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Kevin Rudd นายกฯออสซี่คนใหม่ ผู้นำต.ต.คนแรกที่พูดภาษาเอเชียได้ ! (The Age)  (อ่าน 491 ครั้ง)
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« เมื่อ: 05-12-2007, 19:48 »

Rudd will bring us greater acceptance in Asia

Michael Backman
December 5, 2007




There are lessons for other countries in the opportunities Australia offers its citizens.

KEVIN Rudd as Prime Minister is likely to improve significantly Australia's standing in Asia. Many ordinary people in Asia do not understand Australia. They are aware of its development, prosperity and civility and so the one criticism they are likely to level is that Australians are racist.

This accusation continues despite the fact that each year many thousands of Malaysians, Singaporeans, Indonesians and others apply to migrate to Australia and that about a million Australians are ancestrally from Asia.


John Howard's comment that Australia could serve as the deputy sheriff of the US in Asia did not help. He had a certain awkwardness in Asia. I remember attending one speech he gave in Jakarta, in which he referred to the local currency as the rupee rather than the rupiah. The assembled expatriate Australians collectively groaned. For Howard, it was as if learning the detail wasn't worth the effort.

But Kevin Rudd is different. He has lived and worked in Asia. Not only does he speak Mandarin, he speaks it better than most Chinese. According to a recent Chinese Government survey, only 53% of mainland Chinese can speak standard Mandarin and then most do so with a regional accent.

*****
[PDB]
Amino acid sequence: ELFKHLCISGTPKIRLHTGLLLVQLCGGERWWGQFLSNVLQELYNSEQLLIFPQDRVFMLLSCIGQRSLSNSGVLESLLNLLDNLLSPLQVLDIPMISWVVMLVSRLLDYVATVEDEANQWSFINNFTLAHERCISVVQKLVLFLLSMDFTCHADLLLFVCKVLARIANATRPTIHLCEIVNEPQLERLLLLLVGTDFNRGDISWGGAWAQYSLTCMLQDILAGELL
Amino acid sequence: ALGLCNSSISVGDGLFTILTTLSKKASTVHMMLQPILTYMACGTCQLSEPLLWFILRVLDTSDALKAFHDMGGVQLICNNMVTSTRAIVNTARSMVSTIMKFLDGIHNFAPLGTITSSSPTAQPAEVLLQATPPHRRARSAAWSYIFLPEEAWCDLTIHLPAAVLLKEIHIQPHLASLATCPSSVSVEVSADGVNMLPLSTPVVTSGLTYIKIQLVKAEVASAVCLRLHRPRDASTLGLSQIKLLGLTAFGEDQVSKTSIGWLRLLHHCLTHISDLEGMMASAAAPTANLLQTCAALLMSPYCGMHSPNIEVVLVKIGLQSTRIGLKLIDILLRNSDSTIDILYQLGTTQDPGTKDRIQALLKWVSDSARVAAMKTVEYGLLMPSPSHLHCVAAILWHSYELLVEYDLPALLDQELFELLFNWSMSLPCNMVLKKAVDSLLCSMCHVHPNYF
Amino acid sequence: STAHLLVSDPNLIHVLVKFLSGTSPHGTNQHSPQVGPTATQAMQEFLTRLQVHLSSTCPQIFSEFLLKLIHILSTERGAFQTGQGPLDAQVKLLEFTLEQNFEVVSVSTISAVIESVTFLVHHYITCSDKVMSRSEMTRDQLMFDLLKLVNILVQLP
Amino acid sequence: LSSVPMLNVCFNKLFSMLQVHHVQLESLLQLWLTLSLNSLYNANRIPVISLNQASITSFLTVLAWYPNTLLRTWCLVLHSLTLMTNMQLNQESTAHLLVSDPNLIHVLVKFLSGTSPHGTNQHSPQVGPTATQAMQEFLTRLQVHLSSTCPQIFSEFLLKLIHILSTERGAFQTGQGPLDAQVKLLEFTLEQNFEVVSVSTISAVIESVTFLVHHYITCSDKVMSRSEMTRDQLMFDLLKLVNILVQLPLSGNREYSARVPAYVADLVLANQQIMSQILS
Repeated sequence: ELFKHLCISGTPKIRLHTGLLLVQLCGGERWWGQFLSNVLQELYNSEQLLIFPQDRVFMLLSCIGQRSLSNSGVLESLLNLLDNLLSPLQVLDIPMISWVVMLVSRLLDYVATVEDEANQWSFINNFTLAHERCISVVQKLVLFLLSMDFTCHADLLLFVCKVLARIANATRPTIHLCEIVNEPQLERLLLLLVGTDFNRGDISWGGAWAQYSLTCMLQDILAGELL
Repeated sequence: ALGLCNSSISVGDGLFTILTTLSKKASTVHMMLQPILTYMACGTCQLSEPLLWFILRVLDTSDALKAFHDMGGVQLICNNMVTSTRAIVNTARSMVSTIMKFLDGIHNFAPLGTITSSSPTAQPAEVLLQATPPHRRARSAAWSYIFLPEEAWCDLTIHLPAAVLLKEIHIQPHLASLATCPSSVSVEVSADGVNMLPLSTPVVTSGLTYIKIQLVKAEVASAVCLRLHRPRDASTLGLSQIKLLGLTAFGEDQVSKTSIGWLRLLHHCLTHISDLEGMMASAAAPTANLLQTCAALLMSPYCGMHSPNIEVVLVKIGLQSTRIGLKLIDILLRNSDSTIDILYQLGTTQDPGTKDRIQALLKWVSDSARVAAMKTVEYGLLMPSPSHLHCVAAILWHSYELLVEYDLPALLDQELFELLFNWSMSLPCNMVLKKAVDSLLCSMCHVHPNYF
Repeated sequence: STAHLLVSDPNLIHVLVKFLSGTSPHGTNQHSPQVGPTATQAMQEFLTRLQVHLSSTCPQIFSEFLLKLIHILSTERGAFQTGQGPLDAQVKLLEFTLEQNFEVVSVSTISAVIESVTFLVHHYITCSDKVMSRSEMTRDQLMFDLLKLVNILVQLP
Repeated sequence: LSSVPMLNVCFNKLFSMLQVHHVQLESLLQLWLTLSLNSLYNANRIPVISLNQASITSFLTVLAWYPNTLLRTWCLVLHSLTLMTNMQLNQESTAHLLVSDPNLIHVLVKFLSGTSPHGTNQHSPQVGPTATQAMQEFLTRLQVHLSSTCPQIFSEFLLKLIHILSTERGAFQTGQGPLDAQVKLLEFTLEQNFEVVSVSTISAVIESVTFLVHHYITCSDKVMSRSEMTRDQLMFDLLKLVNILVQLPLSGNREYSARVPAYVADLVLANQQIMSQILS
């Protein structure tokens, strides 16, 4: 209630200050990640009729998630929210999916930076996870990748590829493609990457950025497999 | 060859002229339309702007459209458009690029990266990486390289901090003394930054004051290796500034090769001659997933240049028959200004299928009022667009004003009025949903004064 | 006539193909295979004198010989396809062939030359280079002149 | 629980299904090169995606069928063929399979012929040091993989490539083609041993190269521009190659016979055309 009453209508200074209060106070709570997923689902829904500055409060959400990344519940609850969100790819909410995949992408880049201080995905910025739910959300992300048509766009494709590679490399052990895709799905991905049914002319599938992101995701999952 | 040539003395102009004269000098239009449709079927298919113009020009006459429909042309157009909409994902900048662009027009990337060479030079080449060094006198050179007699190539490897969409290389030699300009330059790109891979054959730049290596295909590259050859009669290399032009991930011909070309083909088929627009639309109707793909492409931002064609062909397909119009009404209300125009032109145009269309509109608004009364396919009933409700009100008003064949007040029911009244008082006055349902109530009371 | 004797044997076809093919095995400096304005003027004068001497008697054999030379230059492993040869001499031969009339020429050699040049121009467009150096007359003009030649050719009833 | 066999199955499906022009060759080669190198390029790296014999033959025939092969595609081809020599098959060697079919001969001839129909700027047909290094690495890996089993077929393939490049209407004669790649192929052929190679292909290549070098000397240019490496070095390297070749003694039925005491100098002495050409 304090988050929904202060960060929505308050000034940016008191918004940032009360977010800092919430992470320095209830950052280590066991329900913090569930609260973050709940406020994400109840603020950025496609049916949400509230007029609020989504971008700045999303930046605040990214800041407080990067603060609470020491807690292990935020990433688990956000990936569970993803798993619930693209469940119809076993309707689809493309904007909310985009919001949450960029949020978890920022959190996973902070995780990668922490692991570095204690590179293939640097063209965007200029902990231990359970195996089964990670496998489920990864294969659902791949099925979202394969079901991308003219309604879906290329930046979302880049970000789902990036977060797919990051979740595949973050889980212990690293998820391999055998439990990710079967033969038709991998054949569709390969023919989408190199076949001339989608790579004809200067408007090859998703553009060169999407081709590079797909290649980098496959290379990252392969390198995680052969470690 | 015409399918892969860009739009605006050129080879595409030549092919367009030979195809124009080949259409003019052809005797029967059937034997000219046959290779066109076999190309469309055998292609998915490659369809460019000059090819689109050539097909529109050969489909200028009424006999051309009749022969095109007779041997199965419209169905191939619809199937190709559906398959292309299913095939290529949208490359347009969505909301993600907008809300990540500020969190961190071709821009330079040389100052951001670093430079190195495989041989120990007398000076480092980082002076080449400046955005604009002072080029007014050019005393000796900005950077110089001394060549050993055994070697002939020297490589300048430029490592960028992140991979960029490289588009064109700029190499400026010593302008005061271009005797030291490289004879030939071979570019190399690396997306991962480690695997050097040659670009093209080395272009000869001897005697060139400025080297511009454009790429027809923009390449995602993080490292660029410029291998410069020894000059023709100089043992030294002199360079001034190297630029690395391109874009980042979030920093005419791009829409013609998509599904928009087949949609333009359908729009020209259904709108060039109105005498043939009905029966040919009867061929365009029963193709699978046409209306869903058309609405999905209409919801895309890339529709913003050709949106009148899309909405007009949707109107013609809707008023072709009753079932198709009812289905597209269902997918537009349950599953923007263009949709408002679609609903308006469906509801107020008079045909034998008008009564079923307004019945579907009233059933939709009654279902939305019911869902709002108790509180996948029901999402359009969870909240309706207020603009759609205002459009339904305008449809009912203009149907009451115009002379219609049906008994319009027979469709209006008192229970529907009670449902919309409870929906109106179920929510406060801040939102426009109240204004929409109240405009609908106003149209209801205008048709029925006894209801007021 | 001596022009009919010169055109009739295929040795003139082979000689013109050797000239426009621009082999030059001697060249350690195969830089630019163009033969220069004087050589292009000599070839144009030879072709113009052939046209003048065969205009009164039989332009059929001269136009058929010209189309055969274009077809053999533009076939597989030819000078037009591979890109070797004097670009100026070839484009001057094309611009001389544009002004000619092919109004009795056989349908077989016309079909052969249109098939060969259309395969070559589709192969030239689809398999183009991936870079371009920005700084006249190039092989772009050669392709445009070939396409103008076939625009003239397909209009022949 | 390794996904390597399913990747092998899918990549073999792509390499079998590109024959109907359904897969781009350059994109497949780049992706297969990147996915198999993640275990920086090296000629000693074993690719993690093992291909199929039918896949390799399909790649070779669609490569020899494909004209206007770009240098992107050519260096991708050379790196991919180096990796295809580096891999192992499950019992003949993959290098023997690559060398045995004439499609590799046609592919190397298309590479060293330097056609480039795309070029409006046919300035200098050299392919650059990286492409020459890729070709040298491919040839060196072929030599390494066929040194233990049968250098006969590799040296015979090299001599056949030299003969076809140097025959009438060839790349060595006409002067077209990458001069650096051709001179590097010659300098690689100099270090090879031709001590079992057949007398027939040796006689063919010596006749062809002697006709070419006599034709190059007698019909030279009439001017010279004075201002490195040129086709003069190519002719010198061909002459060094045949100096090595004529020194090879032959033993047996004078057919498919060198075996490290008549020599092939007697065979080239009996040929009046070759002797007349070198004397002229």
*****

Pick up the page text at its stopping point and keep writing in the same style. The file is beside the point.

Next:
The rest speak dialects that largely are unintelligible to Mandarin speakers. And outside China, Mandarin speakers tend to speak with localised accents. Rudd's Mandarin is superior to that spoken by Singapore's leaders, for example, which is a nice turnaround given that Singapore's leaders are fond of lecturing Australia about Asia.

But importantly, Rudd's ability to understand China does not mean that he will be pro-China.

Having worked in the Department of Foreign Affairs and Trade, he will have a good knowledge of China's defence arrangements, human rights issues and how the Communist Party functions and sets policy. This close working knowledge of China will be invaluable, given that it is set to become Australia's largest trading partner by the end of this year or in the first half of next year.

Another virtue of the incoming government with regards to Asia is the appointment of South Australian senator Penny Wong as Minister for Climate Change and Water. It's a serious and a technically complex role. Senator Wong is of Malaysian Chinese origin — she was born in Kota Kinabalu, the capital city of the Malaysia state of Sabah.

What chance would a person of white Australian ancestry have of being made a government minister in racially charged Malaysia? The answer is, of course, none. Senator Wong's appointment shows how race and ethnicity largely are irrelevancies in public life in Australia. Throughout the election campaign, Senator Wong issued media releases condemning the then government for various things and the media reported those remarks. Had Senator Wong issued such statements in Malaysia, the media would have at best ignored her. At worst, she could be facing arrest. So, there will be many in Malaysia who will be utterly dumbfounded by Senator Wong's rise. Welcome to 2007.